Bruce McDonald’s new road movie is the story of two teenagers hitchhiking down the road to self-discovery in 1976 Nova Scotia — and hearing some great Canadian music along the way
Starring: Dylan Authors, Julia Sarah Stone
Directed by: Bruce McDonald
Running time: 85 minutes
Rating: 3 stars out of 5
By Jay Stone
At the end of the little Canadian movie Weirdos, the camera peers through a window of a house in Antigonish, N.S. to show a couple dancing to the old Murray McLauchlan song Down By The Henry Moore. In many ways — the song, the setting, the unassuming tone — it’s a quintessential Canadian (or Canadian film) moment, and the audience in the theatre where I saw it burst into happy applause. They seemed to be acknowledging both the nostalgia of the scene and the sweetness of the movie that preceded it, and I only wish I could have joined them.
Weirdos is a near miss of such openhearted sincerity that I’m not sure whether to review it or give it a hug and a cup of hot chocolate. It’s a coming-of-age story set in 1976, on the eve of the American bicentennial — several television sets in the film are constantly showing patriotic parades that are apparently meant to provide a subtext, or cultural contrast, to all the Maritime innocence — as a 15-year-old boy named Kit (Dylan Authors) and his pretty girlfriend Alice (Julia Sarah Stone) hitchhike from Antigonish to Sydney. They’re partly running away from home and partly running toward self-discovery, and on the way they learn secrets about themselves, Kit’s family, and the earnest power of healing, mostly provided by a great soundtrack of 1970s Canadian music. Not just McLauchlan but everyone from Andy Kim (Rock Me Gently) to Anne Murray (Snowbird) help give Weirdos an emotional core.
The story itself, written by playwright Daniel MacIvor, is slight and frequently unbelievable. Kit is something of an indie film cliché — the boy learning to come to terms with his sexuality — who is both ultra-hip (he worships Andy Warhol) and totally irony-free (he carries an Andy Warhol book so he can share his enthusiasm with others.) It doesn’t help that Authors looks about five years too old for the part.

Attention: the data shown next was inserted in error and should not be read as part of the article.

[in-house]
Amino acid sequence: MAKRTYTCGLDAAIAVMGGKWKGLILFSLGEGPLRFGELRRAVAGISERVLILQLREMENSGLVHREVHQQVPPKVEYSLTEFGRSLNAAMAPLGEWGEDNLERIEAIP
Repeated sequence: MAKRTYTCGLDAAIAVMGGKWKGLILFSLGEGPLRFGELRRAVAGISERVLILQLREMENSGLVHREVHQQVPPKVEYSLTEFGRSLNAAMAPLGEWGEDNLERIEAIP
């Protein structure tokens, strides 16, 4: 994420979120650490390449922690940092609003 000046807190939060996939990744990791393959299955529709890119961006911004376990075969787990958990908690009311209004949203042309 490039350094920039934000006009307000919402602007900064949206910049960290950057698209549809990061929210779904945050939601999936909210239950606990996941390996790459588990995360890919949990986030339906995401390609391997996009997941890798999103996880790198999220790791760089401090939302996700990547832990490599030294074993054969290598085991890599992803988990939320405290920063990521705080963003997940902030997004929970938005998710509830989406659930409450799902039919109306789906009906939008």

Stone, however, is delightful as the energetic, blossoming Alice, a girl who keeps pestering her boyfriend for some “goodbye sex” that he seems reluctant to provide. The two lead actors have little chemistry, even in their roles as best friends, but Stone — who has the spunky good looks of a younger Maggie Gyllenhaal — grounds the film in teenage reality.
Kit is leaving his father, a hip but conventional teacher named Dave (Allan Hawco), to live with his mother Laurie (Molly Parker, delightfully over-the-top), a bohemian artist with emotional problems. Parker gives the film a jolt of energy that it needs after a long trip, but some of the issues raised at her Sydney home seem unlikely: would someone like Alice have been unaware of the Vietnam war?
Weirdos is directed by Bruce McDonald, who has been down the road before (Highway 61). He was once the rock-and-roll bad boy of Canadian cinema, but this film shows a new maturity: an older artist learning simplicity. The movie is stripped down to its essentials and the glowing black-and-white cinematography gives it a timeless tone that helps paper over some of the cracks in its authenticity.
There are funny parts too, many courtesy of Andy Warhol. The artist (played by Rhys Bevan-John) appears as a ghostly visitor who dispenses cryptic advice (“We’re all weirdos. That’s what makes us beautiful”) and post-modern truths (“I’m just a guy in a wig.”) The best laugh, however, comes when Kit asks Alice to take his picture and she says, “I only have two left.” I remember those days. And they were nothing like this.
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